COME, YE FAITHFUL, RAISE THE STRAIN (for Easter, alternate tune: "Sain Ffagan")

page one of COME, YE FAITHFUL, RAISE THE STRAIN (for Easter, alternate tune: "Sain Ffagan")

Which method of viewing music should I use?

Score Exchange has two methods to display previews of music: seView which uses regular html and javascipt and the Scorch plug-in from Avid which needs to be downloaded and installed onto your computer. Both have advantages and disadvantages:


seView, is the most compatible option. You should be able to view music on all modern web browsers including most mobile devices. Even if your device does not support javascript you should still be able to preview at least page one of the music.

You do not need to install any additional software to use seView.


Scorch is a free plug-in from Avid for displaying and printing music. It can also play the music that you're seeing. As modern web browsers are updated, Scorch is no longer compatible with many browsers. Scorch has never been compatible with mobile devices and some web browsers on Mac computers.

If your web browser does not install Scorch automatically, you can click here to download and install scorch manually.

Static preview

The static preview shows a basic image of the first page.

Interactive preview

The interactive preview also shows a preview of the first page, but it's a bit slower to load. The preview is displayed using the Sibelius Cloud Publishing technology from Avid. With most scores, this technology will provide a higher quality preview, as well as being able to switch to full screen mode and also play the displayed music to you.

Printing after purchase

After you have purchased this item the Cloud Publishing technology is utilised to provide the printing mechanism for the music. As such, we recommend checking that the Interactive Preview displays correctly on your device before committing to a purchase.

Full details

NOTE: An MP3 file, using Kontakt sounds, is available online at this site for listening.

Presuming to improve on the effort of any other composer is risky and, in my opinion, unethical. Hence this effort at providing an alternative tune to Sir Arthur Sullivan’s joyful, buoyant setting of the same text is not meant to be one of improvement.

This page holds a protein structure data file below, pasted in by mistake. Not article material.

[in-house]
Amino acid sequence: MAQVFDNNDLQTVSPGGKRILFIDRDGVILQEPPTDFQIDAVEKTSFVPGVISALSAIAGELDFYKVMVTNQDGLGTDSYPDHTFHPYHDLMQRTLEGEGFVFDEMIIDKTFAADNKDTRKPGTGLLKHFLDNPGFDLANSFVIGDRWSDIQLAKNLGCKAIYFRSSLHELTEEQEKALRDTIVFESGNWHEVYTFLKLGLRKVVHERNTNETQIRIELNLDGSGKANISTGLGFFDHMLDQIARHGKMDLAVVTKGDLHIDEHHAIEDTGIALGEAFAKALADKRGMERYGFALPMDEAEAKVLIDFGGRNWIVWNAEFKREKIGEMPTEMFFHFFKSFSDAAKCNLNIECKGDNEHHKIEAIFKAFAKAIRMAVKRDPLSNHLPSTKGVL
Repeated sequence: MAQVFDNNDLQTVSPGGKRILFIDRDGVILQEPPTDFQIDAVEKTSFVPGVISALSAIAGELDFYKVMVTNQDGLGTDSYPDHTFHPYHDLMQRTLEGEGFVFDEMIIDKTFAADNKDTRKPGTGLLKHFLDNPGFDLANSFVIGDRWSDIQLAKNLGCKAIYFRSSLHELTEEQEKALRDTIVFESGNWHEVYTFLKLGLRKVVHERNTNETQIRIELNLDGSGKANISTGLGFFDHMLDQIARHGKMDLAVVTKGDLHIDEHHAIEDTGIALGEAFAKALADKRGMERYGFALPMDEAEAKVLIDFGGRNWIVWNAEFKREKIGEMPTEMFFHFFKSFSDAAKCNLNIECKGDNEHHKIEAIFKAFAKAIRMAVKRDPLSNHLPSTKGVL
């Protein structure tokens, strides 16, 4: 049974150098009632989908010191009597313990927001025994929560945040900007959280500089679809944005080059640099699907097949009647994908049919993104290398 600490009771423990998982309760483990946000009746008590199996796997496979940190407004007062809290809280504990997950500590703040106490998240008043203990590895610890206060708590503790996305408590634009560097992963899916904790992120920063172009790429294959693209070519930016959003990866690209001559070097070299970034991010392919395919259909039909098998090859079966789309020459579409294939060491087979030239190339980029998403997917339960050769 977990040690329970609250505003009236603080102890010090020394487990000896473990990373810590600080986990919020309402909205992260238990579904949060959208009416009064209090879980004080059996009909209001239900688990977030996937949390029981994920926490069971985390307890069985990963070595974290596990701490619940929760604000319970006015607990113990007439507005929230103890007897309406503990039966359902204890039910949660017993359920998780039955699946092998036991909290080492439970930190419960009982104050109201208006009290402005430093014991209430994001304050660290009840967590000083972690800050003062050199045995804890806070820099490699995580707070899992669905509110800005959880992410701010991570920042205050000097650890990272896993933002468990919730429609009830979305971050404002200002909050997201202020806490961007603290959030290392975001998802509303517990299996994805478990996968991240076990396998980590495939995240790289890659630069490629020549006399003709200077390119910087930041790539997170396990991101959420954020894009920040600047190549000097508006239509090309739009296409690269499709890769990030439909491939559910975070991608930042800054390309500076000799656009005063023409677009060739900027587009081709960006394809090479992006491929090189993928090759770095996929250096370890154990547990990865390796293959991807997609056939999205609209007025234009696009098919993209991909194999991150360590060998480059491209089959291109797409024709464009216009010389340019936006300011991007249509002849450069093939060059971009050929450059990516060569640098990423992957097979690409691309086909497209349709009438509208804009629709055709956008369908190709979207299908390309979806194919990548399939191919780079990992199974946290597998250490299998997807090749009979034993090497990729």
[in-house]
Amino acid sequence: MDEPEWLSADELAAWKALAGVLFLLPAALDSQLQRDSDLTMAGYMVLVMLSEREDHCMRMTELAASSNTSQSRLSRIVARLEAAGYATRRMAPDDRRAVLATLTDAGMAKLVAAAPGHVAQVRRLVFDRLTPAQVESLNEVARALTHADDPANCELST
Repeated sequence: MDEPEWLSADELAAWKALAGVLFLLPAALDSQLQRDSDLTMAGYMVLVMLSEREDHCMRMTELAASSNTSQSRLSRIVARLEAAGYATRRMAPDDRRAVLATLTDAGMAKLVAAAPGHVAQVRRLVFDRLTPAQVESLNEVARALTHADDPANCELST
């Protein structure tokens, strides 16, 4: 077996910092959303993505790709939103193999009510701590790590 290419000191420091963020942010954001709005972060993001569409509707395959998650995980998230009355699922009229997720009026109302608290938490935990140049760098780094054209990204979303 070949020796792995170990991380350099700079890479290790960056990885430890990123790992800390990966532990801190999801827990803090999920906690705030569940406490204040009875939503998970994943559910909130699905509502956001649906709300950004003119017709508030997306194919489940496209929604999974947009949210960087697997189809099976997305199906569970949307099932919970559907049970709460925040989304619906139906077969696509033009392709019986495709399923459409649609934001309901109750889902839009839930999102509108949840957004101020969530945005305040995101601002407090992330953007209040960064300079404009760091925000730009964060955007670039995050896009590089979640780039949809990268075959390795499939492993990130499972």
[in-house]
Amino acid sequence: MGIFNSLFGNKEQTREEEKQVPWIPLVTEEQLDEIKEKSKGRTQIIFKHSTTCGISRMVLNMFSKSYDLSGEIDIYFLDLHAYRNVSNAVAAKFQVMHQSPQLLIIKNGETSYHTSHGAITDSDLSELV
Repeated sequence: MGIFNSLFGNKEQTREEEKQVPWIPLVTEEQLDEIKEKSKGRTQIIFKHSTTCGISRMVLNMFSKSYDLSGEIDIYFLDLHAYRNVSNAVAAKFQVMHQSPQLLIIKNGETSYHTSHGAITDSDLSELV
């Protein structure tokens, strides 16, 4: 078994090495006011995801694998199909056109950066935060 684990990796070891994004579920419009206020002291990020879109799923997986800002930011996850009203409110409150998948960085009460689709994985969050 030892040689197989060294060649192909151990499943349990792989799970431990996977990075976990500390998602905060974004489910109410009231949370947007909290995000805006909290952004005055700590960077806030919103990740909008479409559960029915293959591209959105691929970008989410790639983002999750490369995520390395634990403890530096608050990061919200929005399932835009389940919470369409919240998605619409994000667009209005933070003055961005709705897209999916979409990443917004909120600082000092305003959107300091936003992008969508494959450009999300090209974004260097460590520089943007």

"Sain Ffagan" was originally a part-writing project during my freshman year in college (1966-1967). Over the succeeding years, I toyed with a number of titles for it and finally settled on "Sain Ffagan" in 1972, following my extensive stay in the lovely and charming Cardiff (UK) suburb by that name in 1972. On more than one occasion, the beauty of the town and the graciousness of its people, especially the staff at the Welsh Folk Museum, where I was conducting M.Mus thesis research on the crwth, brought the strains of the tune back to my mind. In 1978, I copyrighted the tune, with several other works, in a set titled _Lenten and Easter Miscellany_.

When used as a processional or general-purpose hymn (suggested: immediately after my SsA setting of "Holy, Holy, Holy," at this site), a full strophe of instrumental introduction (ideally string orchestra, alternatively organ with string or other "velvety" stop, probably without any mixtures and definitely no reed) should be played to familiarize the congregation with the music. Electronic keyboards should be set to strings with light reverb and little or no vibrato. Brass and penetrating woodwinds such as oboe and bassoon should be avoided altogether, and soft woodwinds (e.g., flute) should be used with caution. Smoothness and suppleness of sound in both the voices and the instruments are of the utmost importance.

For choral performance, voices should be unaccompanied. A small to medium-sized choral ensemble, with strong reading ability, solid musical ears, and well-controlled voices that blend well throughout each section, is required for a definitive performance.

Score ID
Year of composition
John of Damascus, tr. John Neale (d. 1866)
Easy (Grades 1-3)
2 minutes
Modern classical music

For anything not permitted by the above licence then you should contact the publisher first to obtain permission.

Cover art for COME, YE FAITHFUL, RAISE THE STRAIN (for Easter, alternate tune: "Sain Ffagan")

Reviews of COME, YE FAITHFUL, RAISE THE STRAIN (for Easter, alternate tune: "Sain Ffagan")

Sorry, there's no reviews of this score yet. Please .

You might also like...